In regions Honduras and Americas and in group Americas


Working Groups

2021-09 Factsheet

September 2021
Dec 2021 >
Reconstruction project in San Antonio Community, municipality of Dolores, Honduras. Partner: Global Communities. Picture taken on May 9, 2021


Operating with scarce funding, limited room for deployment and in the context of the COVID-19 pandemic and ongoing violence, the coordination of this response presented particular challenges. 
Driven by local initiative,  the Shelter Cluster in Honduras focused on connecting municipal emergency coordinating bodies with the agencies that provided shelter support after the arrival of Eta and Iota hurricanes.


Need analysis

The latest needs analysis was conducted in June 2021 for the Humanitarian Needs Overview, which considers Honduras' humanitarian needs in general, including those of people affected by the hurricanes Eta and Iota, as well as those whose shelter situation is highly vulnerable due internal displacement caused by violence, livelihood loss and economic reasons.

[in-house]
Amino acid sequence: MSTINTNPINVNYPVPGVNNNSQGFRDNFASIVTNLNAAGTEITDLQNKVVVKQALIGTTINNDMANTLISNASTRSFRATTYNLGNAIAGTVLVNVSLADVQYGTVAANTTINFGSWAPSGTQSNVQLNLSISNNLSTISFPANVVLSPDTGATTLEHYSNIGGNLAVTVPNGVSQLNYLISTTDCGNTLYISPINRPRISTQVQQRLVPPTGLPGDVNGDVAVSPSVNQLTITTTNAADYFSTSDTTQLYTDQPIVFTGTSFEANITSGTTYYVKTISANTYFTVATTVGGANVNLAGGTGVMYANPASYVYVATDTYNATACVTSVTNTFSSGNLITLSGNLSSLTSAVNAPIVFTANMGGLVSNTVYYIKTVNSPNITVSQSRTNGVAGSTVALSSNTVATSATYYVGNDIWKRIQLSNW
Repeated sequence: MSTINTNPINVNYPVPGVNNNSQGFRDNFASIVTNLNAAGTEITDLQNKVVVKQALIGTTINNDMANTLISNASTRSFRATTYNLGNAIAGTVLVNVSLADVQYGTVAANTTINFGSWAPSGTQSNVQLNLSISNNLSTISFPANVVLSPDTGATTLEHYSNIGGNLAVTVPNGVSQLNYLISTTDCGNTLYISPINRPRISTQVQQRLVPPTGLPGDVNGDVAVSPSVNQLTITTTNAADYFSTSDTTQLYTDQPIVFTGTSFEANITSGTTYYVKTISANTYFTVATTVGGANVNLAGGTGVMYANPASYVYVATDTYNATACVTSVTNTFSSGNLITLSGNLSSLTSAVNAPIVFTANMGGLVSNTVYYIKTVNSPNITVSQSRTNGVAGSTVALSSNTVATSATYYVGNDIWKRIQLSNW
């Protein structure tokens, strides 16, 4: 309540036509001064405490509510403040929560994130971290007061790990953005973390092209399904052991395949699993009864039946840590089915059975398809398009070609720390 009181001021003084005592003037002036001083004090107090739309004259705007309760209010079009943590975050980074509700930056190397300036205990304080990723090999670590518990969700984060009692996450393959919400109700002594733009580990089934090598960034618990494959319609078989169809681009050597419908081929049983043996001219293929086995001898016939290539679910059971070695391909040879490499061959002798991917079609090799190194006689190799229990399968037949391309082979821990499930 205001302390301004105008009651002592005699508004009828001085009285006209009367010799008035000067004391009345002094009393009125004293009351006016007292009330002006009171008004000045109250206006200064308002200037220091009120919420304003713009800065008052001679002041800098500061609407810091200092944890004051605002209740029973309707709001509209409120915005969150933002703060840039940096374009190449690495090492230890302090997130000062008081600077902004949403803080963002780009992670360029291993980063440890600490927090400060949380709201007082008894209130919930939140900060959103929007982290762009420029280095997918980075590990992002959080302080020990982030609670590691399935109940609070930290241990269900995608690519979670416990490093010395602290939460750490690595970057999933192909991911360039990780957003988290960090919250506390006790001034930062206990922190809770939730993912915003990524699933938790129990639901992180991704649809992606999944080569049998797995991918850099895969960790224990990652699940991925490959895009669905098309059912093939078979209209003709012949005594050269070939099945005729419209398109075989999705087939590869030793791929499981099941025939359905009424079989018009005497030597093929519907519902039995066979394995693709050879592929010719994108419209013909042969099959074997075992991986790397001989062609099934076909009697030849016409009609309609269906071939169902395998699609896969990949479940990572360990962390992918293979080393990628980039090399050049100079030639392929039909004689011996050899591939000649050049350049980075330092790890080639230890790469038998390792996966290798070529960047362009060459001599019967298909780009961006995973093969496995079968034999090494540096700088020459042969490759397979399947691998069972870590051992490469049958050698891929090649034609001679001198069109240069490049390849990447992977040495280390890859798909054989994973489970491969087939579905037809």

Following the JIAF methodology, 88,000 people have been identified as in need of temporay shelter and 35,000 people are in need of house repairs.


The partners' response, as expressed in the Humanitarian Response Plan focuses on four main actions:

- NFI distribution

- Provision of temporary shelter

- House repairs

- Rental subsidies

Gaps / challenges

The hurricane season will add complexity to the ongoing humanitarian response.  The Sula Valley for instance, the region most affected by hurricanes Eta and Iota, is highly prone to flooding and requires reconstruction of critical infrastructure in order to withstand a tropical cyclone again.

Host families still require support to deal with overcrowding. There is limited availability of land for relocation of families who inhabited flooded areas.  Temporary shelters will most likely remain permanent, as families do not have a better alternative. Meanwhile, other families are refusing temporary solutions hoping that they will access housing subsidies from the Honduran government. Several families continue living in hazardous conditions.

Shelter insecurity is a contributing factor to the deterioration of livelihood conditions and slow economic reactivation.